Hospice of the Red River Valley: Grief Doesn't Take a Holiday
Grief never takes a break—no matter the time of year or special occasion. Once grief is a part of your life, it’s a constant companion. Grief takes the holidays we’ve enjoyed for years and shapes a whole new perspective for us—one that can be mixed with both sadness and fond memories. On that note, grief has the capability and capacity to “take” a holiday.
Stories from those who are grieving help us understand the rawness of the holidays when you’ve faced a loss. The same stories illustrate the collective resilience of the human spirit during difficult times, like grief:
Grief “takes” New Year’s Eve and makes it into another passage of time instead of a new start. He’s no longer here to watch the ball drop, make his famous eggnog or toast to midnight with our friends. I’m reminded of another holiday where he is missing; another season has passed without him. But on the other hand, grief also reminds me of all the new starts we celebrated together. Together was so good. It reminds me that grief honors the love we shared and the love that still embraces my heart.
Grief “takes” Easter and shows me all the photos of my mom and all the frilly Easter dresses and bonnets she would sew for all the little girls. I look at my grown-up daughters and see them once again as six- and four-year-olds hunting eggs in mom and dad’s yard dressed in those frills and lace. My arms ache to feel my mom’s hug as we came through the door on Easter morning to the smells of baking ham and scalloped potatoes. Then, my 30-something daughter is throwing her arms around me as they enter my lasagna-scented kitchen, and I am reminded that my mom’s legacy is alive and well in my daughters and me.
Grief “takes” Thanksgiving and tells me I’m alone now. I sit in a house filled with family—all people I love dearly—and grief reminds me that you, my life partner, are missing. I feel alone even though I’m physically not. There’s love all around me, a hug, a smile, a story shared about you with smiles and tears. I’m grateful for another Thanksgiving.
Grief “takes” Christmas – oh, how it takes Christmas! Finding the perfect gift was your gift. Your gift-finding was thought-filled and legendary. Your gifts weren’t the most expensive or wrapped in the prettiest paper, but they were the most anticipated and treasured. I miss your many gifts, dear sister. But then, here in the glow of the tree is your grandson who is so much like you. He hands me a handmade gift he chose just for me, and you are looking at me through his eyes. Once again, you’ve given me the perfect gift!
These stories tell the tales of grief “taking” a holiday. At the same time, they tell the tales of hearts retrieving and shaping, and making the holidays something new within the old, something whole among the broken pieces, something beautiful right beside what might be seen as ugly.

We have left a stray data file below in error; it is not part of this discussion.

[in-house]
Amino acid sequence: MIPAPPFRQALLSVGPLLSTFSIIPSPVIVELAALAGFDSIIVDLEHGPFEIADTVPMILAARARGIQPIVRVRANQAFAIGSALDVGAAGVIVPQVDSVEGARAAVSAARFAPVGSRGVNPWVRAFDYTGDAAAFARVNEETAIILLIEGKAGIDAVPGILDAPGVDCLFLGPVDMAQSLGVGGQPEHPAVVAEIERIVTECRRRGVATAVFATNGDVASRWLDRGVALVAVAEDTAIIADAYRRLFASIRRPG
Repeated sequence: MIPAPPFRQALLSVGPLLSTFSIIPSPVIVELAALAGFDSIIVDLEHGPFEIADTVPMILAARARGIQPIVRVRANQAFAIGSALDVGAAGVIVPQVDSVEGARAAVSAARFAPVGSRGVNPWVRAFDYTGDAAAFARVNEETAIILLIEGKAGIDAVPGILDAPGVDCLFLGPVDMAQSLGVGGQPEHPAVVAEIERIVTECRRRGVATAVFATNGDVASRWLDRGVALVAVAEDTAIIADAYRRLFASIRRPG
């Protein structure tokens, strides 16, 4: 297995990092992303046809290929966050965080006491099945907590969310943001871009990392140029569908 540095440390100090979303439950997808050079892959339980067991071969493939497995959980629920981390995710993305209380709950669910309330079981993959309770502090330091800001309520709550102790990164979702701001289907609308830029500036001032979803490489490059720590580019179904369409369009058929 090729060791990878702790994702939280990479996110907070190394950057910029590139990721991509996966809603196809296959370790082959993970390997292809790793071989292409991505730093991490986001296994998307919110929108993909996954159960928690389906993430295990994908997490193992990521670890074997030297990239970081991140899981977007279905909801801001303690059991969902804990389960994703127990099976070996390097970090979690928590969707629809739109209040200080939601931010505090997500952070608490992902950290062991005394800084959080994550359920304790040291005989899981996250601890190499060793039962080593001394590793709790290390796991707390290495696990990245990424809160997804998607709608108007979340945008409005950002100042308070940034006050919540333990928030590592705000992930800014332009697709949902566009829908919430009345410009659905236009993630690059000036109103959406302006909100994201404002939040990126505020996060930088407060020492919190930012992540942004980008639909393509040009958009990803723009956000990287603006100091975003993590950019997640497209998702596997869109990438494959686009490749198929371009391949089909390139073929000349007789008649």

Grief doesn’t take a break, a sabbatical or a vacation from broken hearts. Its intensity lessens over time as the memories quietly change from hurtful to healing. Grief becomes part of who we are, even during holidays. Our loved one’s memory and spirit lives on through every family member and friend. Each one holds a part of our loved ones inside of themselves. We get to choose how we honor that memory—with sadness or with celebration for a life well-lived. We get to choose how we claim the life that was and the memories we still hold.
It’s true that holidays and traditions can be difficult amid grief. Sometimes, we need to find new traditions, not to replace the old, but to make the old traditions even richer. New traditions can honor our special person, not by forgetting who they were, but by remembering their impact on our lives.
So, allow grief to “take” a holiday and make it something even better, more tender, special and full of renewed celebration. Old traditions and new memories intermingled can be refreshing and wonderful.
If you or someone you know is grieving, Hospice of the Red River Valley offers free community grief support resources and grief support groups. Please contact us, or call 800-237-4629 and ask for the grief department.
Janna Kontz, MDiv, is a grief specialist with Hospice of the Red River Valley.
About Hospice of the Red River Valley
In 1981, Hospice of the Red River Valley was founded on the fundamental belief that everyone deserves access to high-quality end-of-life care. We fulfill our nonprofit mission by providing medical, emotional, personal and spiritual care, as well as grief support to our patients, their families and caregivers during a tender time in life. Our staff helps those we serve experience more meaningful moments through exceptional hospice care, 24 hours a day, 365 days a year, wherever a patient calls home. Spread across more than 40,000 square miles in North Dakota and Minnesota, Hospice of the Red River Valley offers round-the-clock availability via phone, prompt response times and same-day admissions, including evenings, weekends and holidays. Contact us anytime at 800-237-4629 or hrrv.org.